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Guerrilla ads take on anti-fare evasion ads in city’s subways

September 19, 2019 Alex Williamson
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Snitches get stitches… or at least a gentle rebuke from a guerrilla ad campaign that’s been spotted on trains and subway stations around the city. 

The signs, which have been posted to social media and shared widely, are made to look like the ads the MTA introduced in June to announce increased enforcement of fare evasion laws, with the same sans-serif black-and-purple font on a white background and the agency’s logo in the corner. 

Instead of threatening turnstile-jumpers with a $100 fine or instructing riders who need the gates not to hold them open for others, the guerrilla ads encourage riders to swipe it forward. 

“See someone evading the fare? There could be a reason,” one of the guerilla ads tweeted by user @prettyboy_zhao reads. “Maybe they don’t have $2.75. Maybe they were laid off. Maybe there’s an emergency and no time to refill. Maybe the ticket machines are broken.”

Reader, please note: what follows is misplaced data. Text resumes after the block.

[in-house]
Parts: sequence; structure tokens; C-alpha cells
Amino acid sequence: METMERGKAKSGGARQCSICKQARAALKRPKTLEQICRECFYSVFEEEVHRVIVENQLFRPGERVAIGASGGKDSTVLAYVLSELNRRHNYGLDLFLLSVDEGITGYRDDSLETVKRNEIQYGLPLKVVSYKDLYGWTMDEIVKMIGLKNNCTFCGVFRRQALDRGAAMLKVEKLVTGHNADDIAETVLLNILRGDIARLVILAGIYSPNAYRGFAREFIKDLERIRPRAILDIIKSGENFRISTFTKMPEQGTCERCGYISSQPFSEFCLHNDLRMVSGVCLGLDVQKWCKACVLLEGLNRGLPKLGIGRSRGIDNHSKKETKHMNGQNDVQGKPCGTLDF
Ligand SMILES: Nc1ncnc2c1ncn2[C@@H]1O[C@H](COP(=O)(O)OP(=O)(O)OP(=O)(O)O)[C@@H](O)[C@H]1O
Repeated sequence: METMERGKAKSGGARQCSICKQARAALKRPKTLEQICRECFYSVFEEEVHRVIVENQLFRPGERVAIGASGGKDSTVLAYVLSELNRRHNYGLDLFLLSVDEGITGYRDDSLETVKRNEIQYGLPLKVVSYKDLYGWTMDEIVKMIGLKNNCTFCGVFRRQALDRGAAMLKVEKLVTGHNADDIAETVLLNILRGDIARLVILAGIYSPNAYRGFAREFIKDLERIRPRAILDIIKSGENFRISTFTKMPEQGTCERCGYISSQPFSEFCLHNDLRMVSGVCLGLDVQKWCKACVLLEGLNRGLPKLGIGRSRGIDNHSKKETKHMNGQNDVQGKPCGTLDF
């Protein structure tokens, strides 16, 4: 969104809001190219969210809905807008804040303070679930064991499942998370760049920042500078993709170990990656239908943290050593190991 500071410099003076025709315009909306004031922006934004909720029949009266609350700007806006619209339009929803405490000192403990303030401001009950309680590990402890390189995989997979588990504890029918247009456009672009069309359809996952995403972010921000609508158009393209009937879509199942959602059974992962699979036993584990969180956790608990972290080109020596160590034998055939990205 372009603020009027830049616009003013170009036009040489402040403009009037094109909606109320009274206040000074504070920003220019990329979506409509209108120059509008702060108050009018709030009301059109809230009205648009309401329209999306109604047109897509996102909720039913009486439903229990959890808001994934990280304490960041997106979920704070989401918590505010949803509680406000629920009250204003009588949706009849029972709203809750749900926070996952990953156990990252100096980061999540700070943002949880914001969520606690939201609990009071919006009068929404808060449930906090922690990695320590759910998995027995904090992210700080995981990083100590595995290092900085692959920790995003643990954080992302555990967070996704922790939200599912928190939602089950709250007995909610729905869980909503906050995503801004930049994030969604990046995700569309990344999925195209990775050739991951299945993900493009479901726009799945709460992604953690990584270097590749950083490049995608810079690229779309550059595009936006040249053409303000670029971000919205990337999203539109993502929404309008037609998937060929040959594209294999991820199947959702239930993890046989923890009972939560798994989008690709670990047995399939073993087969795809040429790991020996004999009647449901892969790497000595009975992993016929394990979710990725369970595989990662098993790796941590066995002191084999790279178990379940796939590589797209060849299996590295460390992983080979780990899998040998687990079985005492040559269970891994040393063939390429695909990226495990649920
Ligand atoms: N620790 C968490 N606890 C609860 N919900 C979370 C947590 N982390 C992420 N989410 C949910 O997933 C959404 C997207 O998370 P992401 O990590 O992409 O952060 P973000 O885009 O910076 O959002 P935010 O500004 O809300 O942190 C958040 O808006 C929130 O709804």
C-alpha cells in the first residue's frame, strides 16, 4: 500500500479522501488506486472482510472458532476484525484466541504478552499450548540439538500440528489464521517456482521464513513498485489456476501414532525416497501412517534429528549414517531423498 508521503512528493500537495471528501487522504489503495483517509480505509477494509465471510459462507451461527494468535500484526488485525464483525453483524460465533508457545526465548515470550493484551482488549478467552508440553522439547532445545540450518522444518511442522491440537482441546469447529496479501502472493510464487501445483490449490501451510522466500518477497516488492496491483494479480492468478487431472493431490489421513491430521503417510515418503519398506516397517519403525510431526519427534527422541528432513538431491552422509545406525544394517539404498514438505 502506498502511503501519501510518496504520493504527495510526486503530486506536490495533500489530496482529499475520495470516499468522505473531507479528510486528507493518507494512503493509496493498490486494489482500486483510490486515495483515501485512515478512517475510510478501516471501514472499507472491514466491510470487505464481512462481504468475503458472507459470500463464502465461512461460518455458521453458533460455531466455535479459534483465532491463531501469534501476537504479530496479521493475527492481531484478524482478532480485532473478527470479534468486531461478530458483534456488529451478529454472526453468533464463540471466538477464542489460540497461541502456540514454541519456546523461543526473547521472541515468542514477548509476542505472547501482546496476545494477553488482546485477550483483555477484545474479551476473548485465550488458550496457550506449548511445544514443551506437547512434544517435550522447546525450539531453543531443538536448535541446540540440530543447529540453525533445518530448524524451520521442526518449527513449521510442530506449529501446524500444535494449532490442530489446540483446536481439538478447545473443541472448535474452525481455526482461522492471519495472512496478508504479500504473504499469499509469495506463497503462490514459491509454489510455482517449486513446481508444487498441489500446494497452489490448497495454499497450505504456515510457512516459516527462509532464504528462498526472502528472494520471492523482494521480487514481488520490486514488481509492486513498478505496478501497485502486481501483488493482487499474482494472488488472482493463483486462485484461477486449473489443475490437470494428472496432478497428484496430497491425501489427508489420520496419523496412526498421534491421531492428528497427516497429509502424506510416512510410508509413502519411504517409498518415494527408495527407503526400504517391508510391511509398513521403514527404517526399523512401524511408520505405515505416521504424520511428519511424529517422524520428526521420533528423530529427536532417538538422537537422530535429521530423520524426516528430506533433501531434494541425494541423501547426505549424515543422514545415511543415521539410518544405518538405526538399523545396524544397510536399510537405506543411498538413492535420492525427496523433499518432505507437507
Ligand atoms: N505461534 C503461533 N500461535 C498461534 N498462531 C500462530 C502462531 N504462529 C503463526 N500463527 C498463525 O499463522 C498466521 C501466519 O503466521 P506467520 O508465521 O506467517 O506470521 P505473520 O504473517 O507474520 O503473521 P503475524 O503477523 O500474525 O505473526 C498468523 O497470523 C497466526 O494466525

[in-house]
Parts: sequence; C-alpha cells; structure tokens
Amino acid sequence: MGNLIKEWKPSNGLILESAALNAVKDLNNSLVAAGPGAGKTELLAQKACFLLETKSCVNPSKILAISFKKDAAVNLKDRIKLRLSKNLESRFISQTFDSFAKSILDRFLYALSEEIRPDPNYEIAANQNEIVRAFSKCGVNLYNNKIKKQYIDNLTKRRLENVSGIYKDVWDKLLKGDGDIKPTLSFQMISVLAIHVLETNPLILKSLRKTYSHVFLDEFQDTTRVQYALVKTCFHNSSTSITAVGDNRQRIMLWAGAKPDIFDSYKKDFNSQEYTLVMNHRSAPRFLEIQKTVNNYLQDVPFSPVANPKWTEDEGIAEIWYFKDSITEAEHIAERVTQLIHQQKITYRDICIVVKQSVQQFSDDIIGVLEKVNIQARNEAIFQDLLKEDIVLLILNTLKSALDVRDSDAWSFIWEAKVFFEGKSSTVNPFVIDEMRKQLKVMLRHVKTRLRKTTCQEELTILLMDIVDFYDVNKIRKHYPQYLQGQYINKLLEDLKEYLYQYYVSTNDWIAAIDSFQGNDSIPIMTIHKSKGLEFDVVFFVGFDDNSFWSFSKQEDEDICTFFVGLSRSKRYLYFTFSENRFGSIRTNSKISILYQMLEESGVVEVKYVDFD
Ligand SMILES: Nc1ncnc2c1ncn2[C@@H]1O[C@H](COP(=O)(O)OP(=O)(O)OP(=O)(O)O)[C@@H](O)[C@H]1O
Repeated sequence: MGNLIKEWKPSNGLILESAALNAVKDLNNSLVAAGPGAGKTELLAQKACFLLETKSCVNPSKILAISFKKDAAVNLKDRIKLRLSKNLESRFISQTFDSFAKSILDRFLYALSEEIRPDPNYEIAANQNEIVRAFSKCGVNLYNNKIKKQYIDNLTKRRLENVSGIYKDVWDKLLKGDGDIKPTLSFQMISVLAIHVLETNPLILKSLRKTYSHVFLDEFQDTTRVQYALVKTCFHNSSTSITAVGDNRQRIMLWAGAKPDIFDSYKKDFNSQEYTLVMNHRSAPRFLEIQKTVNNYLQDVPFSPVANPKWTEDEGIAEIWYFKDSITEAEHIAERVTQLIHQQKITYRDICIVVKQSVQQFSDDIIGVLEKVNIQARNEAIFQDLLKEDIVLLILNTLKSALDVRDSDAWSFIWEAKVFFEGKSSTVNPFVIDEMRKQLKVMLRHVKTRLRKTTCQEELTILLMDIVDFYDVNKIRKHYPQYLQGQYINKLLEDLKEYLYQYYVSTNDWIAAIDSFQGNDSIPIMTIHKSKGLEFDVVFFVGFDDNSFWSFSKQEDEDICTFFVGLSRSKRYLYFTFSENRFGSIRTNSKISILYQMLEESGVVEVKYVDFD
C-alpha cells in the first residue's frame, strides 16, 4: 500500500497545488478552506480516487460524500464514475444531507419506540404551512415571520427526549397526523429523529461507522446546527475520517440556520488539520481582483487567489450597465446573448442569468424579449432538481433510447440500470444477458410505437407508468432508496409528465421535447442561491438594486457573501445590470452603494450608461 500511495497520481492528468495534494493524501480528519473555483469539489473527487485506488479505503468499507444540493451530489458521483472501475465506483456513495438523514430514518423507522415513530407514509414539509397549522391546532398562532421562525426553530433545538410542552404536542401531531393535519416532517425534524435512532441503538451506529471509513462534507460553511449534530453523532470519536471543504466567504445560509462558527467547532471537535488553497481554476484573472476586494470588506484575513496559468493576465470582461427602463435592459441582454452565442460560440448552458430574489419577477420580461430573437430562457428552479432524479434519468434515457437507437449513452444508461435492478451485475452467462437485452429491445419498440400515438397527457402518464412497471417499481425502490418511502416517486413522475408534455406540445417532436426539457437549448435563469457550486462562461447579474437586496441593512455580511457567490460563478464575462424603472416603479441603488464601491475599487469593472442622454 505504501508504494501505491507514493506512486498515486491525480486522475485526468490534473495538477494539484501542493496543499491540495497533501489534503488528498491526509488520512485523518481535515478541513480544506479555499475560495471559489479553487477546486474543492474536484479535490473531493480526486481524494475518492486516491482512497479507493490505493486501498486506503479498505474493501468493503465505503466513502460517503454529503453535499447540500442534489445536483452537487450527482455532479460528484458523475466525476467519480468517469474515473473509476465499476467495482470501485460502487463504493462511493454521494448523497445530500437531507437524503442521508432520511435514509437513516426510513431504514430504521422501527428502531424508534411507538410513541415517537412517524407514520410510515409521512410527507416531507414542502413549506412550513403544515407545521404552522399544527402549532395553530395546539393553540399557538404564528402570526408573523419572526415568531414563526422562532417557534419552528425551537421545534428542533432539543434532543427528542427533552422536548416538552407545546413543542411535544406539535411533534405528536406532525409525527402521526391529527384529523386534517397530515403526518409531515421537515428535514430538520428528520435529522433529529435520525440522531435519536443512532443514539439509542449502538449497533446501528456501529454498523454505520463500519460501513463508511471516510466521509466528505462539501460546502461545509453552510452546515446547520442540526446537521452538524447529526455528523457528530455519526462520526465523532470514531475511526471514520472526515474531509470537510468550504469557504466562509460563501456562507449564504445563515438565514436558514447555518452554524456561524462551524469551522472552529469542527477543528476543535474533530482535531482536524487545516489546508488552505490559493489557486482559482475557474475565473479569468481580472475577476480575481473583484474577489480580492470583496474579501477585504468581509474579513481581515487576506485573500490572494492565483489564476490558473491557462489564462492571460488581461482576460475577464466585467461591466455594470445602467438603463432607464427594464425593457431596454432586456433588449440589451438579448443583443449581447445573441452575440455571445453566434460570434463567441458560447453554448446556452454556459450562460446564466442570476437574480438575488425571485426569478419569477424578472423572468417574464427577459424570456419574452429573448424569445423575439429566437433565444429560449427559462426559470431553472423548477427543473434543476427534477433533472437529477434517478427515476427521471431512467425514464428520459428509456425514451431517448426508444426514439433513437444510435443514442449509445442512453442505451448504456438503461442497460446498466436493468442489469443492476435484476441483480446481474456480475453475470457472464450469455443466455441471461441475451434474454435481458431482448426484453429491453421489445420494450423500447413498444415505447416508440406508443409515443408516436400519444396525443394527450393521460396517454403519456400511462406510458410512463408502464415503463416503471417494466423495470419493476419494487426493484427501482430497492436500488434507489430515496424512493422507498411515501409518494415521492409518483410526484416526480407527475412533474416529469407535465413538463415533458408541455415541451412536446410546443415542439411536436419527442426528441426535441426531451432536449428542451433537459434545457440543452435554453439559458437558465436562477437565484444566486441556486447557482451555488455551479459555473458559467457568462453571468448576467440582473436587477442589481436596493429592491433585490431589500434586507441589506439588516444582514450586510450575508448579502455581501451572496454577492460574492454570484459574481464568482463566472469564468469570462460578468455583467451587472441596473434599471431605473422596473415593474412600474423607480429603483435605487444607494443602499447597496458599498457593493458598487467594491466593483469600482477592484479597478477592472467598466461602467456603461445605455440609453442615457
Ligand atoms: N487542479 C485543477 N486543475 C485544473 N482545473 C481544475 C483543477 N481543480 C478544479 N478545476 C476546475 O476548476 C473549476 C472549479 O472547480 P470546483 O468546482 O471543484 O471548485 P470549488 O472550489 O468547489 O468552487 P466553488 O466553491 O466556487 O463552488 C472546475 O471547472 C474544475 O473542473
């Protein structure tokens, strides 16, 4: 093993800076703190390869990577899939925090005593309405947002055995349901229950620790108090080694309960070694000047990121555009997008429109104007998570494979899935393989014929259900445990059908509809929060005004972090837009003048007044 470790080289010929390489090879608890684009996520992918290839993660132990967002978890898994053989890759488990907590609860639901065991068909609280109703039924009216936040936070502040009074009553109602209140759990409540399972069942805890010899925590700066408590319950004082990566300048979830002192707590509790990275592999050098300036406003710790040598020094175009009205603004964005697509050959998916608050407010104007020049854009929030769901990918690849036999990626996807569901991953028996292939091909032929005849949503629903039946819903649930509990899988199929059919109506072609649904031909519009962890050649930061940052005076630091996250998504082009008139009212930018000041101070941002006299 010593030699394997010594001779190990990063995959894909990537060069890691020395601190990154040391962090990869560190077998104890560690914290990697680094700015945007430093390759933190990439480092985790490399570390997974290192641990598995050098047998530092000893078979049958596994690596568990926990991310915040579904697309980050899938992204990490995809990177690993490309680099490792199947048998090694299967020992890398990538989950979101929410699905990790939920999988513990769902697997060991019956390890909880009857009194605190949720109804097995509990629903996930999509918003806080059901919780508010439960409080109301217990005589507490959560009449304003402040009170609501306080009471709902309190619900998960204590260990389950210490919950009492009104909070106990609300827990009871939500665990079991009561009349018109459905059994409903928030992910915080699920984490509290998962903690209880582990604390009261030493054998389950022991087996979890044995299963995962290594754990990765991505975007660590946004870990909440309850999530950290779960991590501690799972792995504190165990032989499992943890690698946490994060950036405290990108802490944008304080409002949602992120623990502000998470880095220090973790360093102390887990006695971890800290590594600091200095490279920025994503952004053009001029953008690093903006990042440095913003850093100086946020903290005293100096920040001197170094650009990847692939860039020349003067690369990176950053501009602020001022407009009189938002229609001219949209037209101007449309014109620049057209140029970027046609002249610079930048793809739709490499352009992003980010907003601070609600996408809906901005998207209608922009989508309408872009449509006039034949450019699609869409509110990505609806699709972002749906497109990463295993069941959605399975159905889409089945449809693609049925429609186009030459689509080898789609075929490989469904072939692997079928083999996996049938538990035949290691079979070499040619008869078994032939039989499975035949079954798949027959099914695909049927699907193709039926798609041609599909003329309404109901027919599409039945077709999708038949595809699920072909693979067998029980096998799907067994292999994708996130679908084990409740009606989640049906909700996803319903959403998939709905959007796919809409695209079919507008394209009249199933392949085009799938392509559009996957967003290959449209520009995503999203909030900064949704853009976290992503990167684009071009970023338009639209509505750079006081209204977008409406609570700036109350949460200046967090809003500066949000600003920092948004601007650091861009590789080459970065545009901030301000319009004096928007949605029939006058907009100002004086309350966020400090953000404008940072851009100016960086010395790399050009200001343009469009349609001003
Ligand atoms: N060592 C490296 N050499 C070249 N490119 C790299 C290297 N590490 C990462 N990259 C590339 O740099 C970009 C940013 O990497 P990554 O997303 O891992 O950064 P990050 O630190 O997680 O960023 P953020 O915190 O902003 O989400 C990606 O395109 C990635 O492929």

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“Don’t Snitch. Swipe,” the ad continues. 

A link at the bottom leads to a 2017 report from the Community Service Society on fare evasion arrests in Brooklyn. 

The report uses data from Brooklyn Defender Services and The Legal Aid Society that shows young black men made up half of all fare evasion arrests in Brooklyn in 2016, despite representing only 13.1 percent of poor adults. 

The report goes on to detail how high-poverty black communities are disproportionately targeted for fare evasion enforcement.  

A spokesperson for the Community Service Society said the organization is not behind the guerrilla campaign. 

According to more recent data from the NYPD, more than 60 percent of people arrested for fare evasion in the second quarter of 2019 were black or African American. Another 25 percent were listed as “Hispanic.” 

In total, people of color accounted for more than 85 percent of fare evasion arrests between April and June, though the arrests were down overall citywide. 

This isn’t the first time an unsanctioned ad campaign has co-opted the MTA’s signage. Last year, a series of guerrilla posters resembling the agency’s simple black-and-white platform signs were posted at stations around the city, calling attention to racist incidents that had taken place at each location. 

On Twitter, most people seemed to be on board with the new ads’ message. 

“I will take this over the hundredth cutesy ‘now THIS is adulting!’ ad for startup bedsheets,” @hyenasandgin tweeted.

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